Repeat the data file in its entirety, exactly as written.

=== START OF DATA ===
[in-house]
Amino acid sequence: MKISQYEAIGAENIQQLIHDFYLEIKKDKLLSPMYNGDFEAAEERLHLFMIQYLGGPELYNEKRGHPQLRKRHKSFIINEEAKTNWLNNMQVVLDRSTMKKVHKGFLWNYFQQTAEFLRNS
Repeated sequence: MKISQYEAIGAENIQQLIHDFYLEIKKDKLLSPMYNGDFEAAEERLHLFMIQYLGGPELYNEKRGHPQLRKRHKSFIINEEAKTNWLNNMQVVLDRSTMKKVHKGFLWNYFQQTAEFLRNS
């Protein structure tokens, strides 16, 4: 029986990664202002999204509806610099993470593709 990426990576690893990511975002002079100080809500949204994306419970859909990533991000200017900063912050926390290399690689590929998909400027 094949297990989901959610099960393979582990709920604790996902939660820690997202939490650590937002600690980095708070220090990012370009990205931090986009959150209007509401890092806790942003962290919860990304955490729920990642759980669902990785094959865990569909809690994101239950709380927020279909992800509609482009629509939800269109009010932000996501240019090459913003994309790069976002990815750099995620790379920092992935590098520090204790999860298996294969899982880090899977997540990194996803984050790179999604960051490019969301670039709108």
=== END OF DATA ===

[in-house]
Amino acid sequence: MKISQYEAIGAENIQQLIHDFYLEIKKDKLLSPMYNGDFEAAEERLHLFMIQYLGGPELYNEKRGHPQLRKRHKSFIINEEAKTNWLNNMQVVLDRSTMKKVHKGFLWNYFQQTAEFLRNS
Repeated sequence: MKISQYEAIGAENIQQLIHDFYLEIKKDKLLSPMYNGDFEAAEERLHLFMIQYLGGPELYNEKRGHPQLRKRHKSFIINEEAKTNWLNNMQVVLDRSTMKKVHKGFLWNYFQQTAEFLRNS
């Protein structure tokens, strides 16, 4: 029986990664202002999204509806610099993470593709 990426990576690893990511975002002079100080809500949204994306419970859909990533991000200017900063912050926390290399690689590929998909400027 094949297990989901959610099960393979582990709920604790996902939660820690997202939490650590937002600690980095708070220090990012370009990205931090986009959150209007509401890092806790942003962290919860990304955490729920990642759980669902990785094959865990569909809690994101239950709380927020279909992800509609482009629509939800269109009010932000996501240019090459913003994309790069976002990815750099995620790379920092992935590098520090204790999860298996294969899982880090899977997540990194996803984050790179999604960051490019969301670039709108």